Lower growth in 2016 (up 4.4%), but robust economic fundamentals remain.
Head of state: King Tuanku Abdul Halim Mu'adzam Shah (since April 2012); the position of the king is primarily ceremonial
Head of government: Prime Minister Mohamed Najib bin Abdul Razak (since April 2009)
Form of government: The United Malays National Organization (UMNO) is the leading party in a 13-party coalition-government of National Front (Barisan Nasional, BN).
Population: 30.5 million
Prime minister involved in corruption scandal
The Malaysian population is an ethnic and religious mix of Muslim Malay (50%), Buddhist Chinese (24%), Hindu Indians (7%) and indigenous people (11%). Despite its majority, the Malay population possesses only about 19% of the wealth. Racial tensions have always simmered under the surface, but have not surfaced in over 40 years, thanks mainly to a massive affirmative action policy favouring ethnic Malays. However, this policy has hindered Chinese and Indian minorities in their social and economic progress. The continuation of this so-called ‘pro-bumiputra policy’ or the possible cutback of it, is one of the major political issues.
The Barisan Nasional (BN) coalition led by the United Malays National Organisation (UMNO) has been in power since Malaya achieved independence in 1957. Despite growing electoral successes by opposition parties, UMNO remains firmly in power.
However, political tensions have increased since Prime Minister Najib Razak has been confronted with corruption allegations: government investigators found that nearly USD 700 million from a government investment fund was deposited into the prime minister’s bank account. The issue has led to street demonstrations against corruption and the dismissal of a couple of ministers, exposing severe wrangling within the administration and the UMNO party.
Externally, the traditionally strained relations with neighbouring Singapore have improved significantly over the last few years, with increased cooperation between the two countries in business development and tourism. Gradual economic integration is expected to continue.
GDP growth expected to slow down in 2015 and 2016
Malaysia´s economic growth is expected to slow down to 4.8% in 2015 and 4.4% in 2016, as decreased demand from China and a lower oil price detract from export performance and eat into government revenues. GDP growth is driven by private consumption (despite rising private sector indebtedness and household debt) and high investment, partially driven by government expenditure (e.g. by accelerating public infrastructure projects).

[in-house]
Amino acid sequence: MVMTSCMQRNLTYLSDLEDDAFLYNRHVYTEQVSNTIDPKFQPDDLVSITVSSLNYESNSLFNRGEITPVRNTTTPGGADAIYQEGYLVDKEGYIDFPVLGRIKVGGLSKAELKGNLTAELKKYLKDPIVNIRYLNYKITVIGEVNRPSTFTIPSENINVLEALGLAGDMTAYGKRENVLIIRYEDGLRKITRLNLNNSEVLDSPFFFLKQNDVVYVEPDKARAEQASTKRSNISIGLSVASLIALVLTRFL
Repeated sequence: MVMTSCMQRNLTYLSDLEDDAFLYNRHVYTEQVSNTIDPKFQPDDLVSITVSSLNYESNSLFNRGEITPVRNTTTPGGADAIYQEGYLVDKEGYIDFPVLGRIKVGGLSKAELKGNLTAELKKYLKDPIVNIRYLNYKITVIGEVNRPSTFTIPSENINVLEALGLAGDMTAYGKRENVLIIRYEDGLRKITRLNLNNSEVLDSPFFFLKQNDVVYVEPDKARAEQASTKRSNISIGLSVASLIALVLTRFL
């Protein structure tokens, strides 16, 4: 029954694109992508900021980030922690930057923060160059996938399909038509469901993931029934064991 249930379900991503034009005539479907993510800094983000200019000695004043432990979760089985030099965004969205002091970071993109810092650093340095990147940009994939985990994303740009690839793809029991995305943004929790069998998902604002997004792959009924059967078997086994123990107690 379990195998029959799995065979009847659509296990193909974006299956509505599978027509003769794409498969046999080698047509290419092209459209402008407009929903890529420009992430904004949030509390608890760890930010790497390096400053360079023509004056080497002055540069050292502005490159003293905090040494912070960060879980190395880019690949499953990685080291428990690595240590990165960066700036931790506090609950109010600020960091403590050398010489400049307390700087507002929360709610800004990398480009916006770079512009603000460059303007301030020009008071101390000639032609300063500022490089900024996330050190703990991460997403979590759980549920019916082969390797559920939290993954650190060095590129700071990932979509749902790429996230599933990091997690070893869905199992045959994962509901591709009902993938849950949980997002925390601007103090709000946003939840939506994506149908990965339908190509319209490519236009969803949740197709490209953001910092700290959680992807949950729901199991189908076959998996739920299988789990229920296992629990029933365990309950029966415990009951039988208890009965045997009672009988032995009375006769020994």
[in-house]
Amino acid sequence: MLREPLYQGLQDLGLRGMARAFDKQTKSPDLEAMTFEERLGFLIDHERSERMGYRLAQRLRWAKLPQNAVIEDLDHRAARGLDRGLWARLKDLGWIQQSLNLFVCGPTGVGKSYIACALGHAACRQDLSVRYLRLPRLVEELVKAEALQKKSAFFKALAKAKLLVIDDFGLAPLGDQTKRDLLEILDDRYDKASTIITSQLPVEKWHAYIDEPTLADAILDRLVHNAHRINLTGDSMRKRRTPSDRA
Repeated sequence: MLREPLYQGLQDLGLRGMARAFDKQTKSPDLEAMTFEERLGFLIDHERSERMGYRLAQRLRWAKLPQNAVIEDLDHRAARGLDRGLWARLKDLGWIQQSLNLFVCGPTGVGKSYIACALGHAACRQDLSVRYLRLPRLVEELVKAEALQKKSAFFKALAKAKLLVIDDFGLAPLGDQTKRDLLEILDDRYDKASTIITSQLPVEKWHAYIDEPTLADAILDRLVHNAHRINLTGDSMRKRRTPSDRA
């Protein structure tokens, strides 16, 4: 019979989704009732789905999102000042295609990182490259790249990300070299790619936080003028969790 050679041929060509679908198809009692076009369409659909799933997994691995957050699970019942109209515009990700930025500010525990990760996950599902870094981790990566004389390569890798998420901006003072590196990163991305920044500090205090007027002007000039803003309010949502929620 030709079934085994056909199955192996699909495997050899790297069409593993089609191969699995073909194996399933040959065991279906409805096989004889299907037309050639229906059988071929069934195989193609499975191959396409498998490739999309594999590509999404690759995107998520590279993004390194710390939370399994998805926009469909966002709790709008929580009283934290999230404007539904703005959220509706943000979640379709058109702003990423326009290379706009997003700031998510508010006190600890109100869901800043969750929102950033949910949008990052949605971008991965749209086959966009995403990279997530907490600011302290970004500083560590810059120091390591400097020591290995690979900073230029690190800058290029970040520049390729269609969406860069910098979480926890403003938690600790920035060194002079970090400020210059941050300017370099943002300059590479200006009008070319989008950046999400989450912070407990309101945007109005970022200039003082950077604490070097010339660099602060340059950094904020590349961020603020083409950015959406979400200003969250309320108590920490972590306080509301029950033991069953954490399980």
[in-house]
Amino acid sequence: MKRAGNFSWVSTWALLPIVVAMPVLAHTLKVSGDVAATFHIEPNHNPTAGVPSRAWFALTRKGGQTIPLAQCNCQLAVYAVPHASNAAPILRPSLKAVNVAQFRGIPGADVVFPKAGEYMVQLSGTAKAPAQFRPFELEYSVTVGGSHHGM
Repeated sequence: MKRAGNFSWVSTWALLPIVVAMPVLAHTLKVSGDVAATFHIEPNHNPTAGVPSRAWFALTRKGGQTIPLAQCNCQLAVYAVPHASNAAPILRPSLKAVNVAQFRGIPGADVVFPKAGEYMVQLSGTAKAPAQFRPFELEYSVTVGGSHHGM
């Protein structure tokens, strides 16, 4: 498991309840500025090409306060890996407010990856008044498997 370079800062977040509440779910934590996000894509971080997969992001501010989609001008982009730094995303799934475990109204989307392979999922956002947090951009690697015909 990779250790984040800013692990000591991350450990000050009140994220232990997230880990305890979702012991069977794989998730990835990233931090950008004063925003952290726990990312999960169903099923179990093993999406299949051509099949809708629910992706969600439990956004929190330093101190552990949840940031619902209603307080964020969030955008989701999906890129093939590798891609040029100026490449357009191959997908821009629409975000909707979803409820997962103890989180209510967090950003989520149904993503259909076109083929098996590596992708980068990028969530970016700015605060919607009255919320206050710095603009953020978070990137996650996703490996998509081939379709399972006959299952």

Weak fiscal discipline and huge expenditures on fuel subsidies have led to structurally large budget deficits. Indeed, the country has not had a surplus since 1997. As any improvement in Malaysia’s credit rating and in more long-term investment is constrained by this weak fiscal position, the government cut subsidies for gasoline and diesel, followed by the introduction of a goods and services tax (GST) of 6% in April 2015 in order to decrease the economy´s reliance on oil revenues.
The Malaysian ringgit has sharply depreciated in 2015 due to the slump in commodity prices and as the political fall-out from the on-going corruption scandal involving the prime minister has triggered a pull-out by foreign investors from stocks and bonds. Portfolio investment and external finance requirements in Malaysia are high compared to reserves, making the ringgit vulnerable in the current environment.
Dependence on foreign currency inflows from substantial oil and commodity exports amplifies this effect. The ringgit is now undervalued and should be expected to rise.
So far, the sharp currency depreciation has not led to high inflation, mainly due to low oil prices and the waning impact of the GST tax hike in H2 of 2015. The central bank left the benchmark interest rate unchanged at 3.25% since July 2014. A flexible exchange rate serves as an effective shock absorber, increasing export competitiveness.
Malaysia’s sovereign payment capacity is guaranteed by low foreign debt (32% of GDP; 38% of exports of goods and services in 2015), ample liquidity and a relatively well diversified economy. International reserves amount to more than eight months of import cover.